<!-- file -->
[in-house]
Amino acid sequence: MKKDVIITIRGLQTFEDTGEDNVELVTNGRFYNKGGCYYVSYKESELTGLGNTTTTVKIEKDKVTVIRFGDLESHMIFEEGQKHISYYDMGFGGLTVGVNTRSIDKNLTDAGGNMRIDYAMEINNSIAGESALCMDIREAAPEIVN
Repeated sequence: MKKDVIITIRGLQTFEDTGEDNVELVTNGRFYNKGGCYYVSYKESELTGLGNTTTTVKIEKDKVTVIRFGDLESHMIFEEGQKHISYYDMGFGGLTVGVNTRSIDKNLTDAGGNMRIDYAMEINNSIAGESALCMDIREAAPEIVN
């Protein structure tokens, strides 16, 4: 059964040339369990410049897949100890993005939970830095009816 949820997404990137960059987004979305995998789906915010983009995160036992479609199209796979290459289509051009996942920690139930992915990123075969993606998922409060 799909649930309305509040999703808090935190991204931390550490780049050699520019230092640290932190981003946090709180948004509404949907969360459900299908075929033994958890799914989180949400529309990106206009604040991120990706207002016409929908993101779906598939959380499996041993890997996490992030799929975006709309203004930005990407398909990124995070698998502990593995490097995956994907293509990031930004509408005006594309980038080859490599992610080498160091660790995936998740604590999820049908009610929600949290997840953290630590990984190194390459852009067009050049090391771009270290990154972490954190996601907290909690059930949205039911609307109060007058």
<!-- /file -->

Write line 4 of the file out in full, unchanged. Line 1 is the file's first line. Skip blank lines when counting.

């Protein structure tokens, strides 16, 4: 059964040339369990410049897949100890993005939970830095009816 949820997404990137960059987004979305995998789906915010983009995160036992479609199209796979290459289509051009996942920690139930992915990123075969993606998922409060 799909649930309305509040999703808090935190991204931390550490780049050699520019230092640290932190981003946090709180948004509404949907969360459900299908075929033994958890799914989180949400529309990106206009604040991120990706207002016409929908993101779906598939959380499996041993890997996490992030799929975006709309203004930005990407398909990124995070698998502990593995490097995956994907293509990031930004509408005006594309980038080859490599992610080498160091660790995936998740604590999820049908009610929600949290997840953290630590990984190194390459852009067009050049090391771009270290990154972490954190996601907290909690059930949205039911609307109060007058």